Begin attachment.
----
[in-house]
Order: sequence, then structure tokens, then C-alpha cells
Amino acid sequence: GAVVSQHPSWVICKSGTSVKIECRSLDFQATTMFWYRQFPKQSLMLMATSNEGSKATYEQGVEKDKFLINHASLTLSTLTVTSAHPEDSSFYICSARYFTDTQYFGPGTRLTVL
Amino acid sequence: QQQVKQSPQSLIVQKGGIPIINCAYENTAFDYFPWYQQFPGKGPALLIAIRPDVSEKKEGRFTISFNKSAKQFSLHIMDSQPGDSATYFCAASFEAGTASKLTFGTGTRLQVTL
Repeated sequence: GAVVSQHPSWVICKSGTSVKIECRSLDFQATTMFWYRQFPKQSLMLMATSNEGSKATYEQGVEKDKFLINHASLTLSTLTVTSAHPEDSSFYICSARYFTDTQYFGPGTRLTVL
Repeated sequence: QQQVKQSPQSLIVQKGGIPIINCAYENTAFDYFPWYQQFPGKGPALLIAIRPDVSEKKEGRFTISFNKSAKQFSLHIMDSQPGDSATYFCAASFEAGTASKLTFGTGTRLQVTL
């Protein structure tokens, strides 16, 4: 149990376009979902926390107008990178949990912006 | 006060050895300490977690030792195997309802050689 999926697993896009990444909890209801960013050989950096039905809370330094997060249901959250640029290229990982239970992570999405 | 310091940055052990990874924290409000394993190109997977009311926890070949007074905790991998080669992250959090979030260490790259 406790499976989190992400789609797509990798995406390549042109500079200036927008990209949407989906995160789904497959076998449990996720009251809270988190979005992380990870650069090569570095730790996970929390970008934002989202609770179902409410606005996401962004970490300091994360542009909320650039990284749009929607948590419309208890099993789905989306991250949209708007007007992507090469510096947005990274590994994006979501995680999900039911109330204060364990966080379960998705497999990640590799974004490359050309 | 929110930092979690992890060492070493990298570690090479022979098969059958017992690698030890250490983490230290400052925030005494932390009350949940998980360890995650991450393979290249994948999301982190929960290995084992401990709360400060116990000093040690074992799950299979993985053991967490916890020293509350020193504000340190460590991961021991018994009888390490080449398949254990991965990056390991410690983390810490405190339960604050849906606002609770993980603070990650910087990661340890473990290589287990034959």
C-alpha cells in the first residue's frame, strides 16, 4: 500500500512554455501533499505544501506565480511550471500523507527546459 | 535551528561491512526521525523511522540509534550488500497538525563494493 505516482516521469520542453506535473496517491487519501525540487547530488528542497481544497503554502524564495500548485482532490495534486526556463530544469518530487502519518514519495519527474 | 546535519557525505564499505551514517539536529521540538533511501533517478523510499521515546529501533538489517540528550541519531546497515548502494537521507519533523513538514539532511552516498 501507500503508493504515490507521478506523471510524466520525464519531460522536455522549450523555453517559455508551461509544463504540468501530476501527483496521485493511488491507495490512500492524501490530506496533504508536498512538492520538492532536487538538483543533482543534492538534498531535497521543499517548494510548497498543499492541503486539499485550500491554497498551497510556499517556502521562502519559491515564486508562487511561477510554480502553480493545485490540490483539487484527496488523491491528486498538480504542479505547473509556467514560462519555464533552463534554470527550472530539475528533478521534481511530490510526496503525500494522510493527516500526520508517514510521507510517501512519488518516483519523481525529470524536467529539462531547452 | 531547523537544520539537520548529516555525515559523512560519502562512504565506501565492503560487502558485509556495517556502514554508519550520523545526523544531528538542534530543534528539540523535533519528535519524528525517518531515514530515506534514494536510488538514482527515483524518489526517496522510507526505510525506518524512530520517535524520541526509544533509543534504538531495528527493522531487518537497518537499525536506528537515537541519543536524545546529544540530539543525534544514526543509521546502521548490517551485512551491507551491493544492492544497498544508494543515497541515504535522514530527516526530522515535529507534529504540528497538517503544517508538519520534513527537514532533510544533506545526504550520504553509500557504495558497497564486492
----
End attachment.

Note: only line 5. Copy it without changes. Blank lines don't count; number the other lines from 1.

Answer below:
Repeated sequence: GAVVSQHPSWVICKSGTSVKIECRSLDFQATTMFWYRQFPKQSLMLMATSNEGSKATYEQGVEKDKFLINHASLTLSTLTVTSAHPEDSSFYICSARYFTDTQYFGPGTRLTVL